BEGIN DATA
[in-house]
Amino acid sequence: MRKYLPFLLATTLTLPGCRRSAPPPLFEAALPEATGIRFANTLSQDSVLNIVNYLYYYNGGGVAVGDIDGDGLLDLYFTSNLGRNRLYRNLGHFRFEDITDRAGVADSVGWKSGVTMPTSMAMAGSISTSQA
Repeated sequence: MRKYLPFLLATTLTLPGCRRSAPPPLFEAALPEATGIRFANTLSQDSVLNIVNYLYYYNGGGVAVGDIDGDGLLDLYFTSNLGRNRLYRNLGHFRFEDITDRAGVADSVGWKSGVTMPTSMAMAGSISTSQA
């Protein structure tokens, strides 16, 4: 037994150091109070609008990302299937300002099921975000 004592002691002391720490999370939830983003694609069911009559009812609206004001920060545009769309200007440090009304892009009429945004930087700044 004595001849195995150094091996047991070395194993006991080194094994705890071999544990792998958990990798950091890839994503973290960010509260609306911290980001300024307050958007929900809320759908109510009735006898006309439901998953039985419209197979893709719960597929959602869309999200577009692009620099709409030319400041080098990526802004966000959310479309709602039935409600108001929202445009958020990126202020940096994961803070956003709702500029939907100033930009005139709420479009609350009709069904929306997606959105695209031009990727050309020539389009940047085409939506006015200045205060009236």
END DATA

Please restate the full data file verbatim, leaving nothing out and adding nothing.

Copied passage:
[in-house]
Amino acid sequence: MRKYLPFLLATTLTLPGCRRSAPPPLFEAALPEATGIRFANTLSQDSVLNIVNYLYYYNGGGVAVGDIDGDGLLDLYFTSNLGRNRLYRNLGHFRFEDITDRAGVADSVGWKSGVTMPTSMAMAGSISTSQA
Repeated sequence: MRKYLPFLLATTLTLPGCRRSAPPPLFEAALPEATGIRFANTLSQDSVLNIVNYLYYYNGGGVAVGDIDGDGLLDLYFTSNLGRNRLYRNLGHFRFEDITDRAGVADSVGWKSGVTMPTSMAMAGSISTSQA
């Protein structure tokens, strides 16, 4: 037994150091109070609008990302299937300002099921975000 004592002691002391720490999370939830983003694609069911009559009812609206004001920060545009769309200007440090009304892009009429945004930087700044 004595001849195995150094091996047991070395194993006991080194094994705890071999544990792998958990990798950091890839994503973290960010509260609306911290980001300024307050958007929900809320759908109510009735006898006309439901998953039985419209197979893709719960597929959602869309999200577009692009620099709409030319400041080098990526802004966000959310479309709602039935409600108001929202445009958020990126202020940096994961803070956003709702500029939907100033930009005139709420479009609350009709069904929306997606959105695209031009990727050309020539389009940047085409939506006015200045205060009236």